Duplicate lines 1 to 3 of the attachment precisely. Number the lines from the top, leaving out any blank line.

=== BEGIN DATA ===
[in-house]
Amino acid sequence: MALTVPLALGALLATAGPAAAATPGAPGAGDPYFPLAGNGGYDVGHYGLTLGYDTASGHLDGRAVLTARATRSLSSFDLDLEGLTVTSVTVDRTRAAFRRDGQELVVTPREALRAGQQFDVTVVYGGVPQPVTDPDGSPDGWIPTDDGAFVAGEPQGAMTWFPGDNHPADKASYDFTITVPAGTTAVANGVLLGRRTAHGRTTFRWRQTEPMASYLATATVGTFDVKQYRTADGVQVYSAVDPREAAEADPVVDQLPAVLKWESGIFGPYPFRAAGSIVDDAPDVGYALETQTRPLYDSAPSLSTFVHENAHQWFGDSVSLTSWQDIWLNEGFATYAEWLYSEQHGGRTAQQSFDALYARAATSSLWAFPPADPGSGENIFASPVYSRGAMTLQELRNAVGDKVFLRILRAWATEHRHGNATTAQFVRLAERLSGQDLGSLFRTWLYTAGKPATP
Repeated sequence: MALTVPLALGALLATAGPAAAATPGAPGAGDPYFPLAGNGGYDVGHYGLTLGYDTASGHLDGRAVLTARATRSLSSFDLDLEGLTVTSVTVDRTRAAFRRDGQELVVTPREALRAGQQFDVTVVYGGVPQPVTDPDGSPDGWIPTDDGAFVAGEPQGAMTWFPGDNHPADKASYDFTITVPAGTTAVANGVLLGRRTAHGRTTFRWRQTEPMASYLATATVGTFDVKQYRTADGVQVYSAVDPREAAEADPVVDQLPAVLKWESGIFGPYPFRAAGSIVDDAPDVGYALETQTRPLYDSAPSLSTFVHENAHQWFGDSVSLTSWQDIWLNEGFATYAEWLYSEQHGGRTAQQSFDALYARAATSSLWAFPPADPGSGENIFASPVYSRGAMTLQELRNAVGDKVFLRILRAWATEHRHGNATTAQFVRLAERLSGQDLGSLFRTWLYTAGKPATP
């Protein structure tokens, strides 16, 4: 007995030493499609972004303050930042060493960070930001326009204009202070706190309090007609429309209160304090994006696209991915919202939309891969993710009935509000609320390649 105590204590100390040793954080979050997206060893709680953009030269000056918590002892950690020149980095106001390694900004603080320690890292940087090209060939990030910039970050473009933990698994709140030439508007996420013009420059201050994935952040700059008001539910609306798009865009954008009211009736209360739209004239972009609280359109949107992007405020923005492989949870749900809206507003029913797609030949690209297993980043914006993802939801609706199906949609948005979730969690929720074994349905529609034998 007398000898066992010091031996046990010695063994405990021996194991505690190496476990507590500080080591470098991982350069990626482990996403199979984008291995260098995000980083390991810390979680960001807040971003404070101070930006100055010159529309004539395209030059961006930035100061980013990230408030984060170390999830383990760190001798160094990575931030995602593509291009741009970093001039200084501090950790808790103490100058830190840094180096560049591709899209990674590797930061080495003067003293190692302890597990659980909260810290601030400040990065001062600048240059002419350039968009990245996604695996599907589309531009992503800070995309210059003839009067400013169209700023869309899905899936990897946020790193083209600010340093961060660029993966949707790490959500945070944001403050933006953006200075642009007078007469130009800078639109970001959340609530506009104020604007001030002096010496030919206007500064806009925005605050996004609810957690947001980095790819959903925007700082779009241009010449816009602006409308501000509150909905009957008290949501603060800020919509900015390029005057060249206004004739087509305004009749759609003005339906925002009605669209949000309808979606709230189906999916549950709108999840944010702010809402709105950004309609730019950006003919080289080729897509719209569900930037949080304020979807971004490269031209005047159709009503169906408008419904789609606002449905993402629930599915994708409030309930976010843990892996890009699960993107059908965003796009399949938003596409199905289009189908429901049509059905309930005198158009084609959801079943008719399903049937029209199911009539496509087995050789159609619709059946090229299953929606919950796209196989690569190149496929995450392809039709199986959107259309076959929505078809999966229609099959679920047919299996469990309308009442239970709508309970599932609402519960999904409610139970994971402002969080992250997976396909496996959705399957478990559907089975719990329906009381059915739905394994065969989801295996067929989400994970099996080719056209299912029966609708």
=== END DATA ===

[in-house]
Amino acid sequence: MALTVPLALGALLATAGPAAAATPGAPGAGDPYFPLAGNGGYDVGHYGLTLGYDTASGHLDGRAVLTARATRSLSSFDLDLEGLTVTSVTVDRTRAAFRRDGQELVVTPREALRAGQQFDVTVVYGGVPQPVTDPDGSPDGWIPTDDGAFVAGEPQGAMTWFPGDNHPADKASYDFTITVPAGTTAVANGVLLGRRTAHGRTTFRWRQTEPMASYLATATVGTFDVKQYRTADGVQVYSAVDPREAAEADPVVDQLPAVLKWESGIFGPYPFRAAGSIVDDAPDVGYALETQTRPLYDSAPSLSTFVHENAHQWFGDSVSLTSWQDIWLNEGFATYAEWLYSEQHGGRTAQQSFDALYARAATSSLWAFPPADPGSGENIFASPVYSRGAMTLQELRNAVGDKVFLRILRAWATEHRHGNATTAQFVRLAERLSGQDLGSLFRTWLYTAGKPATP
Repeated sequence: MALTVPLALGALLATAGPAAAATPGAPGAGDPYFPLAGNGGYDVGHYGLTLGYDTASGHLDGRAVLTARATRSLSSFDLDLEGLTVTSVTVDRTRAAFRRDGQELVVTPREALRAGQQFDVTVVYGGVPQPVTDPDGSPDGWIPTDDGAFVAGEPQGAMTWFPGDNHPADKASYDFTITVPAGTTAVANGVLLGRRTAHGRTTFRWRQTEPMASYLATATVGTFDVKQYRTADGVQVYSAVDPREAAEADPVVDQLPAVLKWESGIFGPYPFRAAGSIVDDAPDVGYALETQTRPLYDSAPSLSTFVHENAHQWFGDSVSLTSWQDIWLNEGFATYAEWLYSEQHGGRTAQQSFDALYARAATSSLWAFPPADPGSGENIFASPVYSRGAMTLQELRNAVGDKVFLRILRAWATEHRHGNATTAQFVRLAERLSGQDLGSLFRTWLYTAGKPATP